fb-pixel Skip to main content

Inside look at NFL and NFLPA agreement on financial terms of 2020 season

“The season will undoubtedly present new and additional challenges, but we are committed to playing a safe and complete 2020 season, culminating with the Super Bowl,” Roger Goodell said in a statement.David J. Phillip/Associated Press

After four months, the negotiation is complete. Football is officially back — though getting it started was the easy part.

The NFL owners and NFL Players Association finalized their deal Friday evening, with the NFL player reps voting, 29-3, in favor of the owners’ proposal that sets the economic and training camp terms for the 2020 season.

With the COVID-19 pandemic still raging in parts of the country, the owners and union negotiated an entire new set of rules over the last four months. The health and safety rules include protocols for daily testing, how a player or coach will be treated, and procedures for social distancing at the team facility and for travel. Friday, the sides wrapped up the far more complicated negotiation into the financial terms of this season, which includes increased roster sizes and contingencies for the possibility of missed games.


All preseason games have been canceled, but training camp will start on time, with all players expected to report early next week.

“The season will undoubtedly present new and additional challenges, but we are committed to playing a safe and complete 2020 season, culminating with the Super Bowl,” commissioner Roger Goodell said in a statement.

Let’s take a look at the terms agreed to on Friday, which come from NFL and NFLPA sources:

▪ Here is the training camp schedule, which will look nothing like in years past:

Days 1-4: COVID testing, on days 1 and 4, quarantining and virtual meetings on all days.

Days 5-6: Physicals for players who pass their two COVID tests.

Days 7-15: Strength/conditioning/walk-throughs.

Days 16-20: Four practices with helmets and shells.

Day 21: Teams can hold a maximum of 14 padded practices starting on Aug. 17.

So players on the roster bubble will have about three weeks of full-contact practices, and no preseason games, to impress their coaches.


▪ The owners won on the most important aspect of the negotiation — ensuring that players only receive prorated salaries this year. The NFLPA had a good argument based on the collective bargaining agreement that if just one game were played, every player would be owed his entire season’s salary. Now instead they only get paid for games played.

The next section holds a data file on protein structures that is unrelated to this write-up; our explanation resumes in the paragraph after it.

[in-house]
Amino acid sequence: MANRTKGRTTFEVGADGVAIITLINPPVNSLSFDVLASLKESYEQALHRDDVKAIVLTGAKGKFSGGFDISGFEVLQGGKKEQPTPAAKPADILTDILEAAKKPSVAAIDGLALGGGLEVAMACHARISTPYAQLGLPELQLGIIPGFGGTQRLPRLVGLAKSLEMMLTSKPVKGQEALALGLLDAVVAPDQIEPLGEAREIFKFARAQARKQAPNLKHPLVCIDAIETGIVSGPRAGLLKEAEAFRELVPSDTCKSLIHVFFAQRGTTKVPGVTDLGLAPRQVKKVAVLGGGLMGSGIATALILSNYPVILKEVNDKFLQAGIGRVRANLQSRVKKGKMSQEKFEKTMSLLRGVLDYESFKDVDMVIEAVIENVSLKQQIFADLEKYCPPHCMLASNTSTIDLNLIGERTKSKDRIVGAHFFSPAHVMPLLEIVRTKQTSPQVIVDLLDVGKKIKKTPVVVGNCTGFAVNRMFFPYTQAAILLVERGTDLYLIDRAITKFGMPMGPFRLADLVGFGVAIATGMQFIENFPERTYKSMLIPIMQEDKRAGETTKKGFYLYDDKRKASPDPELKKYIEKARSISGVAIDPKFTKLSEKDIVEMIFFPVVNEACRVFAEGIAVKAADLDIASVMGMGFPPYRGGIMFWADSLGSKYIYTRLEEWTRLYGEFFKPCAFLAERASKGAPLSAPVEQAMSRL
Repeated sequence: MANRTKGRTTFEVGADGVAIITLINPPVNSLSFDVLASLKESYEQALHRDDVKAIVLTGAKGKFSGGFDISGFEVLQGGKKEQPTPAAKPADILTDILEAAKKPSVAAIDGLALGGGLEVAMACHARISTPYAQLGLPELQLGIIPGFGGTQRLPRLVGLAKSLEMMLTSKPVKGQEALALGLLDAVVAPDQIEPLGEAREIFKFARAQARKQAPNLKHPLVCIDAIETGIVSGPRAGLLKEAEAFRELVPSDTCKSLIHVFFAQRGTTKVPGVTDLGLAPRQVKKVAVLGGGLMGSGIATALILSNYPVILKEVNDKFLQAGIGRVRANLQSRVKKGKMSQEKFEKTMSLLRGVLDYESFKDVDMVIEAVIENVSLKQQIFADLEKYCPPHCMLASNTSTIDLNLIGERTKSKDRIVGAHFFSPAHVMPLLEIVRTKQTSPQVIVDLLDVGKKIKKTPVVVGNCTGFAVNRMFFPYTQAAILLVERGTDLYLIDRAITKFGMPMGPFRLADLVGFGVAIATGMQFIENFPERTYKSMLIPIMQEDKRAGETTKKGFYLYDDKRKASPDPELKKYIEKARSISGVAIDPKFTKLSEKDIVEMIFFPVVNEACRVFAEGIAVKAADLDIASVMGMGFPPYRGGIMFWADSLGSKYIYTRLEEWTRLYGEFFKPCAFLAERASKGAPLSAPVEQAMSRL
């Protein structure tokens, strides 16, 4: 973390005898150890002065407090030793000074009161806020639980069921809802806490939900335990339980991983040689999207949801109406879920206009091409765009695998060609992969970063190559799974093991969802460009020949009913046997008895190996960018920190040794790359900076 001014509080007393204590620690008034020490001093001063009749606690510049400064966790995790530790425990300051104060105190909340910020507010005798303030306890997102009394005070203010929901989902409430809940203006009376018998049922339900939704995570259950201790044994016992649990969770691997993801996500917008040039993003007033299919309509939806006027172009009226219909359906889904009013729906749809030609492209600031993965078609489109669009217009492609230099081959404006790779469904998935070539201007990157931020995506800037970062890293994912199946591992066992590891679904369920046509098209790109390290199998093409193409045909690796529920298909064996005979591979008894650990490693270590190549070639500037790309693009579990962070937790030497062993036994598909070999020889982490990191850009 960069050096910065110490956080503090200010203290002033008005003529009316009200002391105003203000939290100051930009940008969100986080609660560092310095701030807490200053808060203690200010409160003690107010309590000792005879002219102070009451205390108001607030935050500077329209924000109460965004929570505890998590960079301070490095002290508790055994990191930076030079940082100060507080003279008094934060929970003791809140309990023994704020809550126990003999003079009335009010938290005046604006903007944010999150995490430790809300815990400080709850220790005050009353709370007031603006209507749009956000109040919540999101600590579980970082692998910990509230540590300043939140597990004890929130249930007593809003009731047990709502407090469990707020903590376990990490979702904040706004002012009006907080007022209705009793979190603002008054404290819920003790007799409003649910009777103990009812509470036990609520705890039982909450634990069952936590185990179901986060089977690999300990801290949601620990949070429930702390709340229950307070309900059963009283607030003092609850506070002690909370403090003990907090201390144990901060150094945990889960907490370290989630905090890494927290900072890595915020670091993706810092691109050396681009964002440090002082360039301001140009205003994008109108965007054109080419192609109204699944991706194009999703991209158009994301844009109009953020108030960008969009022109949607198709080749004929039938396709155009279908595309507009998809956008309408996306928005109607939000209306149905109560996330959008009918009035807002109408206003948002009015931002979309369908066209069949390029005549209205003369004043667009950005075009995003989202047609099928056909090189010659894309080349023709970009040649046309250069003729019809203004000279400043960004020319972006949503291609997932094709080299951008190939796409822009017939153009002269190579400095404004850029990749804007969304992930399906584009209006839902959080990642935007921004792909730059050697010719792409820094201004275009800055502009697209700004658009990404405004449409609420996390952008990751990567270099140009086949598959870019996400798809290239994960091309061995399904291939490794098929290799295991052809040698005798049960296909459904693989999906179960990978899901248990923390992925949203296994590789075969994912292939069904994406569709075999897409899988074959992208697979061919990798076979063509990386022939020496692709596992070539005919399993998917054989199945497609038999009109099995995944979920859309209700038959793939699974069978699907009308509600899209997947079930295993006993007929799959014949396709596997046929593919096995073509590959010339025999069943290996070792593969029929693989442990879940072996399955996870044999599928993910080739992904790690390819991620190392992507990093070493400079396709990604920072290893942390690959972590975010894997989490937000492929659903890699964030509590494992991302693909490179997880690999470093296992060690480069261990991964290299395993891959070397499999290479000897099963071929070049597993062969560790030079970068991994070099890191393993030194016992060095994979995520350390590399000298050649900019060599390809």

But there is a caveat — the NFL owners will create a fund for players who have fully guaranteed salaries for 2020. If any games are missed, those players will receive the balance of their guarantee at a later date.

▪ The players came away with a few key wins. One was their ability to smooth out the massive hit coming to the salary cap. Because the cap is directly tied to revenues, and the NFL expects a shortfall of about $4 billion this year (about 25 percent of revenues), each team was facing a salary cap reduction of about $70 million next year, or around $120 million-$130 million.

Instead, the salary cap floor will be $175 million next year, and the rest of the cap hits will be smoothed out through 2023. So while a cap decrease next year (down from $198 million this year) could mean bad news for mid-level veterans making $3 million-$5 million per year, it won’t be total havoc, with teams needing to release a bunch of players.

▪ Another win secured by the players was getting a two-tiered system for players who want to opt out of the season. The opt-out decision has to be made by Aug. 3 and is irrevocable, but also comes with a stipend.


For those who are considered medically high-risk, they can opt-out and receive a $350,000 stipend. Their contract will toll, and they will make in 2021 what they were supposed to make in 2020. But the $350,000 will not count against any salary.

For those who simply don’t want to take the risk this year, they can opt out and receive a $150,000 stipend. Their contract will toll, and the $150,000 will come out of their contract in 2021.

▪ Not only will roster-bubble players have a hard time making an impression on their coaches, but 10 of them will be out of a job sooner than expected. Teams will have to cut their rosters from 90 to 80, and have two options:

Cut their roster to 80 immediately.

Cut their roster to 80 by Aug. 16 (before contact practices begin).

▪ However, there will be more opportunities to make the team this season. Practice squads were expanded from 12 to 16 players, and six of the players can have an unlimited number of accrued seasons (this opens up more possibilities for older veterans). And four of the practice squad players will be protected from being poached by other teams.

Also, the sides agreed earlier in the week to allow teams to bring an unlimited number of players back from injured reserve this year, after missing just three games. The previous rules allowed teams to bring three players back after missing eight games.


Ben Volin can be reached at ben.volin@globe.com.